There are not many opinions I share with your dad. Of course, there are some - I think teenagers play too many videogames now, that gamesmanship and branding is increasingly making the Premier League unbearable and that the Labour party has lost its sense of direction - but by and large, we're not very similar people. There is one other big view that we share though, one that's held dear unlike any other, and that's that fourth place is not an achievement. It is not "very much like a trophy", and it is not what Manchester United should be judging Louis van Gaal on.
Even if you think it does represent some great triumph, there's too many inconsistencies here. The general agreement is that Moyes made a poor showing of last season and was sacked for not finishing in the top four. Yet after making a hundred and fifty million pounds worth of upgrades, we're expected to believe that the achievement has been set at the same level. You can think Moyes was a bad manager, but he wasn't United's Souness figure - he wasn't there for long enough to cause any long-term damage, with only a few over-the-hill retirees leaving, and only two players signed, one of whom is very good and one of him is not, but is well-liked by Van Gaal. The expectations ought to have been the same, even before spending all that money.
So, fourth should be the minimum we expect. In fact, if you cast your minds back, we all expected a title challenge at the very least, and we've come nowhere near. Rotten Chelsea form means we may well finish within single figures of them, but at no point did United look likely to win the title, the season was over in March just like it was under Moyes, and the prospect of holding off Liverpool, Arsenal, Southampton and Spurs to clinch fourth is looking sketchy at best.
The thrashing of Tottenham is the major anomaly here, breaking up a long, long streak of awful football, lucky wins, awful defeats and draws, and a sequence of results that was just good enough to keep the team plodding along. The deadline given for the emergence of the famed 'philosophy' has been extended from weeks to months to well maybe let's have a look next season, as the on-pitch displays have generally, that one outlier aside, been getting worse and worse. The signings, meanwhile, have been good but not great. The case for a sacking is certainly there if anybody wants to make it.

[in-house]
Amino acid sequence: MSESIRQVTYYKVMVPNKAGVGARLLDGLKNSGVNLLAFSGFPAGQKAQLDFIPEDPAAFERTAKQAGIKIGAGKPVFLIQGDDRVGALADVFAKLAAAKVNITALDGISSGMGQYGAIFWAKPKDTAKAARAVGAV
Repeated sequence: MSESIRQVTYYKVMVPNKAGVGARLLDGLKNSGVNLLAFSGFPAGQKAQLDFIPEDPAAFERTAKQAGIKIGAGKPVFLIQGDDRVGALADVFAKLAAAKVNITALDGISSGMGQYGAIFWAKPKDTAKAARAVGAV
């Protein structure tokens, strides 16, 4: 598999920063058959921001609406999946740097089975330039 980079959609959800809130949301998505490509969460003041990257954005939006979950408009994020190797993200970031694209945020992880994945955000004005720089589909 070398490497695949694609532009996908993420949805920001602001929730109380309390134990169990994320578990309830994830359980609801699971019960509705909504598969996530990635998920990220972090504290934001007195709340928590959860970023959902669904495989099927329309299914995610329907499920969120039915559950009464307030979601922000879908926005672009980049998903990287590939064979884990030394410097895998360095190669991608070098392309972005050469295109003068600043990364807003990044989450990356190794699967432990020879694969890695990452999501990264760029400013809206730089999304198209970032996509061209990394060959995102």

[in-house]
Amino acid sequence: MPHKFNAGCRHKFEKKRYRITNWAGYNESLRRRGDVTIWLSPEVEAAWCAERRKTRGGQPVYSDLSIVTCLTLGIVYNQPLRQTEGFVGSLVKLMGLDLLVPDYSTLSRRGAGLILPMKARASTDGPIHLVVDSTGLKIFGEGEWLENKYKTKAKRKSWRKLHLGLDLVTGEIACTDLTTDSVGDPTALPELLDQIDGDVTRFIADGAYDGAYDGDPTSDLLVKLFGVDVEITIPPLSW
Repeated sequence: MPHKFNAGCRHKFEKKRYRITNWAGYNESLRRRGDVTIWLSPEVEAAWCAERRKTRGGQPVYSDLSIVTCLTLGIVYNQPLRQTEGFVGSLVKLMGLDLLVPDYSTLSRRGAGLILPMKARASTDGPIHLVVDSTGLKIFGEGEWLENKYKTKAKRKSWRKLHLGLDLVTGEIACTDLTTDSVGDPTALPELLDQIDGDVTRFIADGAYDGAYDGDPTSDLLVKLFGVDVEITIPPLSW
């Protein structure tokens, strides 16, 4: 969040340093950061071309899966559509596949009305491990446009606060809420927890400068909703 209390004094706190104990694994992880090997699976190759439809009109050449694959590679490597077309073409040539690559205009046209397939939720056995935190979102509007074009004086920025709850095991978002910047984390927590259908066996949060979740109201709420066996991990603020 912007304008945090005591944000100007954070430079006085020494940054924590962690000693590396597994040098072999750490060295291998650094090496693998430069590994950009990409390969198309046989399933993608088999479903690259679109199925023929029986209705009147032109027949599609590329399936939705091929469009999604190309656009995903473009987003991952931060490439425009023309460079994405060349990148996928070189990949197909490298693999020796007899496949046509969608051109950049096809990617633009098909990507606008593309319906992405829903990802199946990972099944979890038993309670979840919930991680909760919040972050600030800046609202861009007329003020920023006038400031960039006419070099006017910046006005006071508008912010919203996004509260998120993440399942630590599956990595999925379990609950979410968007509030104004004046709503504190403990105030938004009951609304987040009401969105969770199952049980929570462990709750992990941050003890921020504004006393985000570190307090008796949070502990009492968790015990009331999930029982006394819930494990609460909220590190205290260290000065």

So, something else is needed to make that judgement. We need a way to decide, to put it in the bluntest terms, if Van Gaal is a United manager or not, rather than whether he achieves an entirely arbitrary placing which will depend on the form of several other teams. Handily then, United travel to Anfield this weekend.
The importance of this game is obvious - not only a top-four clash, but just as that City defeat made Moyes' position untenable, it could radically alter how Van Gaal is viewed at the end of the season. Tonk them 3-0 at their own home, and it would probably lend Van Gaal the support to continue his rebuilding job even if fourth place could not be achieved thereafter. Get a 3-0 humping and finish fifth, and it will more than undo the Tottenham win which had prevented a large number of Reds to begin to question the merits of the man.
It's not just the cold, pragmatic point of victory or defeat, however, as the frustration with United's dour winning streak proves. It should be a source of worry that Van Gaal could not figure out how to play against the easiest team to play against in the league in Arsenal, and threw away the last hope of a trophy as a result. Liverpool are a far more difficult beast to suss out, and the strategy trying to keep it tight and snatch a goal on the break has a comprehensive recent track record of failure at Anfield.
The onus, then, is for attacking football, just as deployed against Spurs, but in a far braver place to do it. For the sake of both practicality and because it's Manchester United, and it's Liverpool, and if you go there and play for the draw we might as well hire Sam Allardyce and have done with it.
Is it harsh? Possibly. But this is, after all, United, and this is the man who's supposed to be taking control and returning the club to its former heights. This is also a team that he's had months and months to get to grip with which is supposedly superior to that of its rivals. Demanding victory against Liverpool should never be too much to ask. If it is, we can all pack up and go home, and not just whoever's in the dugout.